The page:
“We often see in the first couple of years of being a sole trader can come into quite a bit of trouble when it comes to cash flow management around their tax obligations because you’ve shifted into an area where – instead of those funds being dealt with on your behalf by your employer,” Josh said.

“You’re getting all the revenue into your bank account upfront, and it’s up to you now — as a business owner — to work out how you’re going to deal with those obligations.”

Small businesses can get ahead of the ATO before tax time by managing their cash flow throughout the year, Josh advised

“Putting aside 30% of your revenue is a really great way to make sure you’re covering your tax as you go,” he said.

This might be moving the funds to a separate bank account or keeping a record of earnings and mentally setting the money aside. This ensures the funds are readily available when they are needed at tax time.

For example, as a sole trader, if your business earned $100,000 over the financial year (with no deductions), you must be registered for GST. If you set aside 30% of revenue throughout the year, that $30,000 will cover most of the following components:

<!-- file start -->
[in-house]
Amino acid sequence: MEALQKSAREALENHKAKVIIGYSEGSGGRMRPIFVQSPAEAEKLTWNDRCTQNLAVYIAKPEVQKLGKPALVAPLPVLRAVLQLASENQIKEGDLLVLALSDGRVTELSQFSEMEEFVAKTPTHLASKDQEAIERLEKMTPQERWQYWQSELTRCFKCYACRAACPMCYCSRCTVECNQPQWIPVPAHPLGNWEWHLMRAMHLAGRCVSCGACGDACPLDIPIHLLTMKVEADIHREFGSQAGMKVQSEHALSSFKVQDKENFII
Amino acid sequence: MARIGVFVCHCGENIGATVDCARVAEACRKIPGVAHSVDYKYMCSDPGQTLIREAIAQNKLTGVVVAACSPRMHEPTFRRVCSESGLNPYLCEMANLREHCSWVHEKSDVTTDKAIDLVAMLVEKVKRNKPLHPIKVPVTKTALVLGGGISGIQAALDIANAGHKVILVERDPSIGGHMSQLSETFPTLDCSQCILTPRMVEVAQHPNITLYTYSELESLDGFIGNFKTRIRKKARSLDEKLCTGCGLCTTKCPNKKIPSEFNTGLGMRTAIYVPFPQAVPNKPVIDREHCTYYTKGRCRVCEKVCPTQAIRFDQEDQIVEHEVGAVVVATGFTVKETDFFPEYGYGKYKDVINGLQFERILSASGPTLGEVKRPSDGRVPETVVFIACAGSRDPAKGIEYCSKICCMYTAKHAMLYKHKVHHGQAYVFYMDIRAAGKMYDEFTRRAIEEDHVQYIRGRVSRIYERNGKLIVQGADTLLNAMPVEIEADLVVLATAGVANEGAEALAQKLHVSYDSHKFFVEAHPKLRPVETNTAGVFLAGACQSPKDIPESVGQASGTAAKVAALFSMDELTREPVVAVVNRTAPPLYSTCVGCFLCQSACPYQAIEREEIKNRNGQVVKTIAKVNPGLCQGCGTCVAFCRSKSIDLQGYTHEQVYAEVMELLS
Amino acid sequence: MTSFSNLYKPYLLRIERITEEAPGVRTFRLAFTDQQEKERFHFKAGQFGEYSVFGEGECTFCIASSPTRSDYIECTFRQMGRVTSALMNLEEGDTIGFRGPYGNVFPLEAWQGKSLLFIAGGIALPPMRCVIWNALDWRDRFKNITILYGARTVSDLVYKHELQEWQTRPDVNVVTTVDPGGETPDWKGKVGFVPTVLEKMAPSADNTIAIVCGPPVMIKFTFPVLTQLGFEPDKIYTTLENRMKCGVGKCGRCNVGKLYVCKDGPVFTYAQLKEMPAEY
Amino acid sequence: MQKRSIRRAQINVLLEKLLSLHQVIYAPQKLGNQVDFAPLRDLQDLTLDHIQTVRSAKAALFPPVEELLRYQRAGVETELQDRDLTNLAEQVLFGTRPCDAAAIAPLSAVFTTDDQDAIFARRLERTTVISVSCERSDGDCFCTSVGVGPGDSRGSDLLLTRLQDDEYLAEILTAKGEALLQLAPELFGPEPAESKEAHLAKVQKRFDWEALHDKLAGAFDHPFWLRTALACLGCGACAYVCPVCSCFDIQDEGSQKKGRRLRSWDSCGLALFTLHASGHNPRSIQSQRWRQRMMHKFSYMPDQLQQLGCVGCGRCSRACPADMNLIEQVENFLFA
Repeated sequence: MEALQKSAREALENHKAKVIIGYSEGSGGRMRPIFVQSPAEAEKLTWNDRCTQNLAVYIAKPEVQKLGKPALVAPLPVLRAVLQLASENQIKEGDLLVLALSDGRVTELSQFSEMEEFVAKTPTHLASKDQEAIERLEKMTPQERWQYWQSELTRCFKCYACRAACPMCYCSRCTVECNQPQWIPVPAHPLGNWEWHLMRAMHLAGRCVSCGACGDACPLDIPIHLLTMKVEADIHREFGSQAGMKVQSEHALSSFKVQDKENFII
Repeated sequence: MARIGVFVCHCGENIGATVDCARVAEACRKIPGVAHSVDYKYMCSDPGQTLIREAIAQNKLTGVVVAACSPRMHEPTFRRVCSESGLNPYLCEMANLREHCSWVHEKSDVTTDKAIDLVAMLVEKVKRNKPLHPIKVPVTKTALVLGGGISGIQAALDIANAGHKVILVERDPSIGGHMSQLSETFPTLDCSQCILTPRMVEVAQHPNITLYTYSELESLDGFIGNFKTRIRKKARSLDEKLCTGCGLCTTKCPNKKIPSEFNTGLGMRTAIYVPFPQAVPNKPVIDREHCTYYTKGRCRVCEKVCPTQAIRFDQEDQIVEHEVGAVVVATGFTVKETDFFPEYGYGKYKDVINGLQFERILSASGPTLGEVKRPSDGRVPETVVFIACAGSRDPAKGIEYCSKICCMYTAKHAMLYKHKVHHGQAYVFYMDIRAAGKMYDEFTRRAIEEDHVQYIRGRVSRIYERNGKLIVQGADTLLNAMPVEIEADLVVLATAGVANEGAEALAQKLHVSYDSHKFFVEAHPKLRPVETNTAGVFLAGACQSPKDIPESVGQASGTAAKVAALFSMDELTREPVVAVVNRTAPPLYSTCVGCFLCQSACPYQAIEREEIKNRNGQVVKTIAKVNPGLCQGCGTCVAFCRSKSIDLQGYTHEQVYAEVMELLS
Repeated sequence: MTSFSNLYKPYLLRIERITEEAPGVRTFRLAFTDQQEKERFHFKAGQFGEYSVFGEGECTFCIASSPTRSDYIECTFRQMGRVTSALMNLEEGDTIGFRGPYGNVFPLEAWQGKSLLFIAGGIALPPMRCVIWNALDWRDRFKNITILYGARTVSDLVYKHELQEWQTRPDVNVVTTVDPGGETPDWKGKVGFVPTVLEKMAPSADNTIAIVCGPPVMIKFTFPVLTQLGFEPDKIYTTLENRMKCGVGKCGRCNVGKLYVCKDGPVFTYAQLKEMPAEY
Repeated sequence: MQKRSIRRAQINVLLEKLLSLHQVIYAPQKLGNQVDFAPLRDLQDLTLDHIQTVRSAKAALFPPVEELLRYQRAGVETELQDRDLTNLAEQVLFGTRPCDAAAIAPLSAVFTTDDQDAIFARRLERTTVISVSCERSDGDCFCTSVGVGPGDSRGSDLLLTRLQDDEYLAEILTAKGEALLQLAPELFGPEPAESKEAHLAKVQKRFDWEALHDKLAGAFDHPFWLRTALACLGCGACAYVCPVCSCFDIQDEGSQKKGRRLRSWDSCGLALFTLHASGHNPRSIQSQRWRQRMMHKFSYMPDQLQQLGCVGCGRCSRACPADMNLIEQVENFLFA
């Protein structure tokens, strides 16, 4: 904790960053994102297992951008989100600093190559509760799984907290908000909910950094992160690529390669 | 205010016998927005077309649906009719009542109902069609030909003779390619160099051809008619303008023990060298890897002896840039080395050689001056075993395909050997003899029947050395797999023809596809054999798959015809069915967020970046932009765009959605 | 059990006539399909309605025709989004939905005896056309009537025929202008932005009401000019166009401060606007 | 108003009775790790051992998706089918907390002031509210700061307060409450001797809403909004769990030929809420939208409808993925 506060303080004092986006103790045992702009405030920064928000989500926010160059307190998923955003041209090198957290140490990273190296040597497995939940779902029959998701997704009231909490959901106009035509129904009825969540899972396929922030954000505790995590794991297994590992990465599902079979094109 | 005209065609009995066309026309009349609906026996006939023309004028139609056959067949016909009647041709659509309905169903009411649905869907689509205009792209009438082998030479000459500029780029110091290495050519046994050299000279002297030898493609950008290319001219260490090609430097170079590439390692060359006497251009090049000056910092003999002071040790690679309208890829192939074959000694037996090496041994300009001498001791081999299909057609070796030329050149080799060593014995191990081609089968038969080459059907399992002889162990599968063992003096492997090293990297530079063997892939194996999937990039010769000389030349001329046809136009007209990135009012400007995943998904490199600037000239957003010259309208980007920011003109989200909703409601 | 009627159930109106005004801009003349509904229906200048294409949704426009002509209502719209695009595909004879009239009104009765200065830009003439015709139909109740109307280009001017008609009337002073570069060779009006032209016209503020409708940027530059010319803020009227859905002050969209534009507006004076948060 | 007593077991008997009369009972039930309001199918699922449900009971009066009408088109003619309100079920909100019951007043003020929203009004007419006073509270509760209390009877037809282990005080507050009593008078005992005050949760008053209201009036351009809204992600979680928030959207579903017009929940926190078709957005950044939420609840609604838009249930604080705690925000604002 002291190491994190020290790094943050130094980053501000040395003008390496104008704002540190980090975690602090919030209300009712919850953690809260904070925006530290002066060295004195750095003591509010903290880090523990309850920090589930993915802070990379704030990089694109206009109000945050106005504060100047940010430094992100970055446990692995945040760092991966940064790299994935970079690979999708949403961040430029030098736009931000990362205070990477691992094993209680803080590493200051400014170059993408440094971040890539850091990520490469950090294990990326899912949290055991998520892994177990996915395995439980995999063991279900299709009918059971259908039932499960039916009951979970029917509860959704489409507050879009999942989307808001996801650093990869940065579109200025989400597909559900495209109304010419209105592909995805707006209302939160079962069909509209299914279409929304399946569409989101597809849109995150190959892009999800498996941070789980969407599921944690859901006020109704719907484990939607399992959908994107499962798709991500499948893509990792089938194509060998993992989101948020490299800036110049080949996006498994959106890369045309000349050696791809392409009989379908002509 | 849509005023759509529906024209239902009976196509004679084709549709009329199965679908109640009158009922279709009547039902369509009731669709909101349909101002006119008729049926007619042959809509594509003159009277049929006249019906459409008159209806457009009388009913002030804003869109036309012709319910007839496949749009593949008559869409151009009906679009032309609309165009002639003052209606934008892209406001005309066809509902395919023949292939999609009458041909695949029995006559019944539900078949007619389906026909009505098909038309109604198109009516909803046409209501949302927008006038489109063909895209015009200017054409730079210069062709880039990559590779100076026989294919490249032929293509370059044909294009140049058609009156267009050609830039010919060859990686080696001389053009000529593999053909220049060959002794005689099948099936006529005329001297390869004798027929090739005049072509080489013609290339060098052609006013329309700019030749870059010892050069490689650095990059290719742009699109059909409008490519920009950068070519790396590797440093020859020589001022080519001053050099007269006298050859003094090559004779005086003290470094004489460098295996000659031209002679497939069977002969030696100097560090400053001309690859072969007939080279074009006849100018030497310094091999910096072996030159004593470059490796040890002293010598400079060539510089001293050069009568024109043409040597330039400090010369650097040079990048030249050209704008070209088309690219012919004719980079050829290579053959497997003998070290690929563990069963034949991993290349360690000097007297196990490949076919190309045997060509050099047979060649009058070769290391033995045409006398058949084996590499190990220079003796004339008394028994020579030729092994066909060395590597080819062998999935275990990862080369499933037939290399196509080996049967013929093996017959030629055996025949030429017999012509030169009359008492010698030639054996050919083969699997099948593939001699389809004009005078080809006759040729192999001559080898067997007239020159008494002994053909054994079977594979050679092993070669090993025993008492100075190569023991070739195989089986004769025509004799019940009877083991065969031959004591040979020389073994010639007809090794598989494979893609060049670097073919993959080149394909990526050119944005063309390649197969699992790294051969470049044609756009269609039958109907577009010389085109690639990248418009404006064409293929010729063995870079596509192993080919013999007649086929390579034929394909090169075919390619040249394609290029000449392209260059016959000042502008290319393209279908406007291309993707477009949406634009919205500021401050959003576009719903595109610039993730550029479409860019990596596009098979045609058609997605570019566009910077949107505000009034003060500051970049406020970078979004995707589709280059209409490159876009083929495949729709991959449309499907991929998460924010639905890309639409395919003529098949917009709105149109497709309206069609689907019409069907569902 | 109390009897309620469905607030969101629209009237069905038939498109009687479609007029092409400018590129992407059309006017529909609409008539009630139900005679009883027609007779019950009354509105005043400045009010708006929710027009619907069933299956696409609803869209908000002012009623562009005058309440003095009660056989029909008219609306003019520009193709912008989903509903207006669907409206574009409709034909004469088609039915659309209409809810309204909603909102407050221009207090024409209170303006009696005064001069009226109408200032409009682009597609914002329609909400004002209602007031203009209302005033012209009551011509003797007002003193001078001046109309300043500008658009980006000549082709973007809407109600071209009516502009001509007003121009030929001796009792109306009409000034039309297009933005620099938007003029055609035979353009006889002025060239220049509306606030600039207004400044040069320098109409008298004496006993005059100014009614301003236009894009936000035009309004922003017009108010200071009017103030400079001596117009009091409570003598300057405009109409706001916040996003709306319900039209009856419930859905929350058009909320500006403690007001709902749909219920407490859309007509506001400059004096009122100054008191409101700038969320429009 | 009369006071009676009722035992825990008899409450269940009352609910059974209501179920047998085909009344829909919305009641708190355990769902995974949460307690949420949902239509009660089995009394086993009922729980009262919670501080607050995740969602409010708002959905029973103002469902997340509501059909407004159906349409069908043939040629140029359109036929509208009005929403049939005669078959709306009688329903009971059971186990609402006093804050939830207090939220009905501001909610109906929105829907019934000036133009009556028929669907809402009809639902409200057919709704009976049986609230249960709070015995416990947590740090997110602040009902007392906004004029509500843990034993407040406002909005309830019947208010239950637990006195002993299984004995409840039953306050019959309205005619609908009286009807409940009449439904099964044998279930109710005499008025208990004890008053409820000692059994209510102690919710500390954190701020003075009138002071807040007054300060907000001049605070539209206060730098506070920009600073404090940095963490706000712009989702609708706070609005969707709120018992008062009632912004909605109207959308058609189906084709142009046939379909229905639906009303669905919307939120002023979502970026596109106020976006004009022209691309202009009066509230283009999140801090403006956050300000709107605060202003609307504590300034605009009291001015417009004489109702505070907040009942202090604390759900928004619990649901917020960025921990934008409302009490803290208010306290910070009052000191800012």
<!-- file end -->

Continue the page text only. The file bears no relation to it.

• Tax obligations of $22,966
  • GST obligations of $10,000

3. Understand what you can claim, and what you can’t

Businesses can claim the expense of COVID tests as a deductible business expense, (so long as you can demonstrate the test was a requirement of your working activities – which is generally relatively easy to satisfy).

As travel is generally an essential part of many wedding businesses, claiming motor vehicle expenses per kilometre can be beneficial – provided a log book or record is maintained.

Asset write-off is another deduction available to small businesses during FY22.

Home office expenses may also be claimed for income earners who have worked from home during the financial year. The ATO introduced its Shortcut Method during COVID to allow expenses to be claimed with minimal record-keeping. Income earners can claim 80 cents for every hour worked at home for the 2020-21 and 2021-22 income years, to cover operating expenses.